The Australian National University has conceded that the controversy over its School of Music has hurt demand for enrolments in 2013.
The number of students nominating ANU as their first preference for study has dropped by 200 compared to 2012 preferences, while the amount of overall preferences has declined by more than 1000 according to figures published by the University Admissions Centre on Thursday.
The fall in preferences is part of a trend across the whole university sector, which has seen a decline of 14,000 in the total number of preferences listed by students.
But ANU deputy vice-chancellor, Marnie Hughes-Warrington, said the saga surrounding the School of Music's restructure had affected admission requests for the school.
A major structural overhaul was announced at the school in May to make courses more vocational and less performance-based in a bid to save $1.5 million a year in costs.
''They're down [the numbers] and we anticipated that to be the case, but we're comfortable,'' Professor Hughes-Warrington said.
''There's no question that the negative press around music has been unhelpful.
''We've even had some people say that music has closed down altogether, which it hasn't.
''The important message is that music is there and we're looking forward to seeing it grow over the next couple of years.''
Professor Hughes-Warrington said the controversy had not hurt other signature ANU courses, such as international relations and law, whose popularity had increased among school leavers.
The Deputy Vice-Chancellor added that many students waited until January to lock in their choices.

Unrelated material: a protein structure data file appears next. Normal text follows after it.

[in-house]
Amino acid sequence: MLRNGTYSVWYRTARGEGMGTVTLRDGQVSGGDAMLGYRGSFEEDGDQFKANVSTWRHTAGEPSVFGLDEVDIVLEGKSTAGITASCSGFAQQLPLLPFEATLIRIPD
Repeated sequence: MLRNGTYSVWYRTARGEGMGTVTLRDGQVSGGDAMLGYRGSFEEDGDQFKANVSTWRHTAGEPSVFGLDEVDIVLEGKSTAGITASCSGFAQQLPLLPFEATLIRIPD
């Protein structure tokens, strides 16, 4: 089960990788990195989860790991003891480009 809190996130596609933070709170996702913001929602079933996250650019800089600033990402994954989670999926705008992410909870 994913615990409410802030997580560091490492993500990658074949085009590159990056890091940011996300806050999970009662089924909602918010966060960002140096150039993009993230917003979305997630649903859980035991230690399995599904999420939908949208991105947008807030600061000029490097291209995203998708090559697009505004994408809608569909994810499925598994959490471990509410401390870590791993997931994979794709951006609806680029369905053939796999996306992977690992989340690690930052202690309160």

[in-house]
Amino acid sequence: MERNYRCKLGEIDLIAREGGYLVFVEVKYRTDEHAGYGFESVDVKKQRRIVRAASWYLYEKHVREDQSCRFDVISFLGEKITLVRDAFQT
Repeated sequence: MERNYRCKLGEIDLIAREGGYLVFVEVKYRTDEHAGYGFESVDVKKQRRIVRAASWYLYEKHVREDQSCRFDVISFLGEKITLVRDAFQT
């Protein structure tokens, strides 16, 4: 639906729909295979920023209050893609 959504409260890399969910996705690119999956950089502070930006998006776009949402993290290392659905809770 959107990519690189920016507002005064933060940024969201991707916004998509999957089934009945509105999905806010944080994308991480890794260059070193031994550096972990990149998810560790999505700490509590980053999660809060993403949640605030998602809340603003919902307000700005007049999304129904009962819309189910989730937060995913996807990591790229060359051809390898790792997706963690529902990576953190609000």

''We're actually seeing significant increases in first preferences for some of our most popular programs.
''The bachelor of international relations and bachelor of laws are actually up by 40 per cent against last year.
The University of Canberra (UC) meanwhile recorded a slight increase of about 20 in the number of students listing one of its courses as their first preference, while the Australian Catholic University's first preferences are up by over 441 on last year's figures.
UC vice-chancellor, Stephen Parker, said an overhaul of campus facilities and the university's high profile deal with the ACT Brumbies had boosted its reputation.
''The other point I'd make is we've grown by 50 per cent in the last five years so to even have slight growth in first preferences is really good,'' he said.
Australian Catholic University Provost, Pauline Nugent, said higher demand for its courses could be explained by the popularity of newer degrees, including paramedicine at its Canberra campus, and the support the university offered to first year students.
Applicants can change their preferences until January 4 for inclusion in the main round university offers.